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Morning news and current affairs. Includes Sports Desk, Yesterday in Parliament, Weather, Thought for the Day.

3 hours

Last on

Thu 9 Jul 2015 06:00

Today's running order


The Indian supreme court will today hear a petition to send federal investigators into the state of Madhya  Pradesh, after dozens of witnesses to an exam cheating scandal were found dead in mysterious circumstances.  Around 33 people connected to the medical degree scandal are thought to have died in mysterious circumstances.  The government says more than 1,000 corrupt medical degree admissions have been made, although whistle-blowers say the figure is much higher.  Justin Rowlatt reports.


George Osborne delivered a budget yesterday that was less austere than anticipated, delaying the target for a budget surplus by a year, it spread the £12bn welfare cuts over four years rather than two and increased certain taxes.  He also made a surprise announcement of a new National Living Wage of £7.20 from next April. Chris Leslie is shadow chancellor.


The Independent Inquiry into Child Sexual Abuse will formally open this morning, more than a year after it was first announced by the Home Secretary Theresa May.  The inquiry will examine potential failures of institutions to protect children.  In a speech its chairwoman, the New Zealand judge Lowell Goddard, will set out the scope and structure of the inquiry.  Graham Wilmer is founder of the Lantern Project, which provides support for survivors of sexual abuse.


A senior Army officer says transgender soldiers should be allowed to serve in the British infantry. In an interview with PinkNews the Chief of Defence Personnel, Lieutenant General, Andrew Gregory, said transgender people were already serving in the armed forces. But his suggestion that transgender soldiers might be allowed to serve in the infantry appears to be at odds with the current ban on women in close combat roles. Sophy Gardener is former Wing Commander for the RAF.


An open letter is published today signed by about 100 cross-faith and non-faith groups pledging to work together to fight terrorism, by sharing their expertise. The campaign is called Fight Back Starts Here and is run by a Leicester organisation called The Federation of Muslim Organisations. Mike Haines and Barbara Henning, the widow of Alan Henning who was also murdered by IS, have both given their support to the campaign. Michael Haines is brother of David Haines, the aid-worker who was killed by ISIL in September. Suleman Nagdi is a volunteer who has worked for decades bringing communities together in Leicester.


The government admits there will be a negative impact on the economy as a result of the chancellor's announcement in the budget that the minimum wage will increase to £9 an hour by 2020, it was already due to be put up to £6.70 in October. The Office for Budget Responsibility predicts 60,000 jobs will be lost as a result of the wage increase by 2021. Matthew Price reports.


Greek Prime Minister Alexis Tsipras has promised his government will submit "credible reform" proposals to its creditors on Thursday as the country seeks to avoid bankruptcy and stay in the Euro. The Greek government is expected to extend a bank holiday and capital controls that have been in place since the beginning of last week until the weekend, amid speculation that Greek citizens may face increased limits on the amount of cash they can withdraw.  Konstantinos Manolopoulos is chief banking analyst at the Investment Bank of Greece.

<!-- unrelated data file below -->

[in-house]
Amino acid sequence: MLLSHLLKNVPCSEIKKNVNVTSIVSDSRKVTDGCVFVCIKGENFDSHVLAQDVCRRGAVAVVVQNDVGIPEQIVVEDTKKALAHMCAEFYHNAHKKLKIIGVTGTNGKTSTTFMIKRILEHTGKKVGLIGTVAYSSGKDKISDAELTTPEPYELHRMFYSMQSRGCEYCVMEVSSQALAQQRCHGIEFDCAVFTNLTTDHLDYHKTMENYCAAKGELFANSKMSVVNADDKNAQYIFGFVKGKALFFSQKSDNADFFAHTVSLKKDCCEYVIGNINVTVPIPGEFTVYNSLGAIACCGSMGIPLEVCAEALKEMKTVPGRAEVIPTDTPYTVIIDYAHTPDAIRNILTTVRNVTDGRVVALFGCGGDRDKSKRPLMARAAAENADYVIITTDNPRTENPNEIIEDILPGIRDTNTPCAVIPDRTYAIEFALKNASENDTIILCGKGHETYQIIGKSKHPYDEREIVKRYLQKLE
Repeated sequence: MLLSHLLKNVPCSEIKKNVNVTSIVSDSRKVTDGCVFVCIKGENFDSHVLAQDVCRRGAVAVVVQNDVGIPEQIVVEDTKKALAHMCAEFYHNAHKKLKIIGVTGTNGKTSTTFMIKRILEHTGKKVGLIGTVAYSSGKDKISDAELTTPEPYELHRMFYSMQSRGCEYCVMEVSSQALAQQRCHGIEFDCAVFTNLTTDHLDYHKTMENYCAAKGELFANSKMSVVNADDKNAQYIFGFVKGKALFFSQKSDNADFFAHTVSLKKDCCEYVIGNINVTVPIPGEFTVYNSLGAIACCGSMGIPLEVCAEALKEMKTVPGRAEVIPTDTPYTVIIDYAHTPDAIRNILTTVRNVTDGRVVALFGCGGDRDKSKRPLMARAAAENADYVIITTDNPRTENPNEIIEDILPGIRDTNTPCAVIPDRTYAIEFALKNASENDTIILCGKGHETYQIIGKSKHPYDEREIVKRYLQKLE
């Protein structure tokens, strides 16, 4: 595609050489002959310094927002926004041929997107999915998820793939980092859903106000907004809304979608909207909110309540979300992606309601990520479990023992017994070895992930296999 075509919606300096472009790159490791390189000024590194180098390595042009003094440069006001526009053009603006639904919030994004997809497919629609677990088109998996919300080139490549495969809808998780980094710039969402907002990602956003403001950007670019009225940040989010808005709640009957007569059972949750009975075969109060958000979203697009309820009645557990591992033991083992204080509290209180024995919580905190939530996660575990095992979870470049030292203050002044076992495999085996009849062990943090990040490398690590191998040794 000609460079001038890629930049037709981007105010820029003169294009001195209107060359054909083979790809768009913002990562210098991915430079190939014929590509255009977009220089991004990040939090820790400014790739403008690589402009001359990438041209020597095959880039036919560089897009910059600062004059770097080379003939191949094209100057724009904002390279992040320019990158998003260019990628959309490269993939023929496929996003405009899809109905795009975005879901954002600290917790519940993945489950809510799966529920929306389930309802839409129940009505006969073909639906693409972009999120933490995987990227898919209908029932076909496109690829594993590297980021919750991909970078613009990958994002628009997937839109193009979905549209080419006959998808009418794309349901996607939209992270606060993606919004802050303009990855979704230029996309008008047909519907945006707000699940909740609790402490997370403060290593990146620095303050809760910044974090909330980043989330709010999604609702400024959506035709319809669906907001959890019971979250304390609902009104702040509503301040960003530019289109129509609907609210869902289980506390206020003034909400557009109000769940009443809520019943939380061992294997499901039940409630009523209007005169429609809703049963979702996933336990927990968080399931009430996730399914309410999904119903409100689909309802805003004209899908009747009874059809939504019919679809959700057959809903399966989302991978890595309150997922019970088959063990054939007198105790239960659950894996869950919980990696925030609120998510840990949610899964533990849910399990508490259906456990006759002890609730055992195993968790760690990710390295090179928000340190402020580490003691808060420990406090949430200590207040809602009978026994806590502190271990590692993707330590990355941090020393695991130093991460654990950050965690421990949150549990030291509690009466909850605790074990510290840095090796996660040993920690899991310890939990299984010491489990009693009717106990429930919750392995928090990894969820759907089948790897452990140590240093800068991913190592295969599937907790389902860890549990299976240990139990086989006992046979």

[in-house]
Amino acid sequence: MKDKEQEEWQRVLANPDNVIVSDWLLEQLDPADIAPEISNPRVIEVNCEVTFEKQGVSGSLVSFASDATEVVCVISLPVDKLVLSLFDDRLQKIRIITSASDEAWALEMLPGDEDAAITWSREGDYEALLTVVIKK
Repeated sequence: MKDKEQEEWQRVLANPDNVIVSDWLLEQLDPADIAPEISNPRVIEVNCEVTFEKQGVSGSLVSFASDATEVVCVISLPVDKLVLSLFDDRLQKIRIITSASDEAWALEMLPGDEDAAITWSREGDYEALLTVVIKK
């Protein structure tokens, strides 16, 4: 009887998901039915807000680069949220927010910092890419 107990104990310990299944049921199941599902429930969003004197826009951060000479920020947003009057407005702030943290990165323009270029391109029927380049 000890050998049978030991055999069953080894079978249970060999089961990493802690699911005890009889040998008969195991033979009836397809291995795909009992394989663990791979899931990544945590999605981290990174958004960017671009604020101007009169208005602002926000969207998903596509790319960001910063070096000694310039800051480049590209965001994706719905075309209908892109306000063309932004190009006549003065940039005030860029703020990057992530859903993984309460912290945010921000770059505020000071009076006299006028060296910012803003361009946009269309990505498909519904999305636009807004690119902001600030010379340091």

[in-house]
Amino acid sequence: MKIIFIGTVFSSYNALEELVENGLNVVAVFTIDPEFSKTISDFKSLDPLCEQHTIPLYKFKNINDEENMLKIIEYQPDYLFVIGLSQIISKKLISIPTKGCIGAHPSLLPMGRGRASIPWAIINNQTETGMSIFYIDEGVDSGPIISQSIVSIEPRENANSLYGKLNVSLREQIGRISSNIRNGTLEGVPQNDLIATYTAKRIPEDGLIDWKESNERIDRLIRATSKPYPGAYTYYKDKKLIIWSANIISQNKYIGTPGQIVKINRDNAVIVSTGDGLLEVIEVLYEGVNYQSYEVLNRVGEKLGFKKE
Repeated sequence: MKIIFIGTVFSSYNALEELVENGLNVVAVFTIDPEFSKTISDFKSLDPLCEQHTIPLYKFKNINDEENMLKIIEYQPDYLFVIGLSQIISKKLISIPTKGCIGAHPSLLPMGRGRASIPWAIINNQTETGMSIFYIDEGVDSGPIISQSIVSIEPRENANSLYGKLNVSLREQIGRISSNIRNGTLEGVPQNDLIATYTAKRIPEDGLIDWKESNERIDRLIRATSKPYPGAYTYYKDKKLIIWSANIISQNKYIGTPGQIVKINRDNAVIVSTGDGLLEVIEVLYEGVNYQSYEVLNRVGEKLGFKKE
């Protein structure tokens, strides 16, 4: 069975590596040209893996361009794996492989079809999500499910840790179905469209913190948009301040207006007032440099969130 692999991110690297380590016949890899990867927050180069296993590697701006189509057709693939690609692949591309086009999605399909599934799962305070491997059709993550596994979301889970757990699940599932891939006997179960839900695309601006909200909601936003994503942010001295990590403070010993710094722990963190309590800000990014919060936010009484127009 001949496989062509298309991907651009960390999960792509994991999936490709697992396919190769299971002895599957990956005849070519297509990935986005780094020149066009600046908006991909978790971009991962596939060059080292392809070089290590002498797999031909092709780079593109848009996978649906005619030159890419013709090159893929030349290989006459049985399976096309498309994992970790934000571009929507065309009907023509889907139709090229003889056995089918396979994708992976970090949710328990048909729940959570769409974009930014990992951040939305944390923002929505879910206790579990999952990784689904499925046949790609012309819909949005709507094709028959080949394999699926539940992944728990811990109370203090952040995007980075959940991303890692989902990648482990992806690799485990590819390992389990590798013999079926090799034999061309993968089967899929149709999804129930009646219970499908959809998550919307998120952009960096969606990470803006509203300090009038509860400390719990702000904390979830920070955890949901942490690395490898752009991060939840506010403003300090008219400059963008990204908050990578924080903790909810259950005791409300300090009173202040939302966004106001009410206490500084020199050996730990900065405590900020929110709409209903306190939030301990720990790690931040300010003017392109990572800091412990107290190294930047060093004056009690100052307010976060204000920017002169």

The Chancellor, George Osborne, has delivered the first Conservative budget for nearly twenty years, promising that he would secure the nation's finances and security. He spoke of adopting a smoother path, delaying the target for a budget surplus by a year and spreading the twelve billion pounds of welfare cuts over four years rather than two.  There were a series of tax raising measures, including an increase on insurance premium tax and a new surcharge on banks. Mr Osborne said he wanted to support working people, and to the surprise of MPs he announced the introduction of a new National Living Wage, or an ‘enhanced minimum wage’. We speak to George Osborne this morning.


Even if you don’t know about the Moog synthesiser, you’ll more than likely recognise the sound. Invented by Dr Robert Moog in the mid-60s, it changed musical history. It allowed musicians to create and manipulate electronic sounds using changes in electrical voltage. It’s ten years since Dr Moog died, and three nights of tribute performances started last night at the Barbican in London. Will Gregory is leader of the Will Gregory Moog Ensemble.


China's financial markets are in meltdown. Regulators are taking fresh steps to try to quell volatility. Yesterday another 500 listed firms said they would stop trading their shares. Around 1,300 firms have halted trading, almost half of China's main shares. Carrie Gracie is China editor.


Directors of two of this summer's biggest films have strongly criticised studios for giving too much away in the trailers. So do film trailers reveal too much? Anna Smith is chair of the Film Critic's Circle. Jane Crowther is editor of Total Film magazine.


The Queen’s 90th birthday is next year and today further celebration plans have been announced. On Sunday June 12th 2016, the Mall will be transformed for its largest ever street party to celebrate The Queen’s patronage of over 600 charities and organisations. It is expected to attract 10,000 people. The event is called The Patron’s Lunch. Peter Phillips is son of Princess Anne and is managing director of The Patron’s Lunch Events Ltd.

All subject to change.


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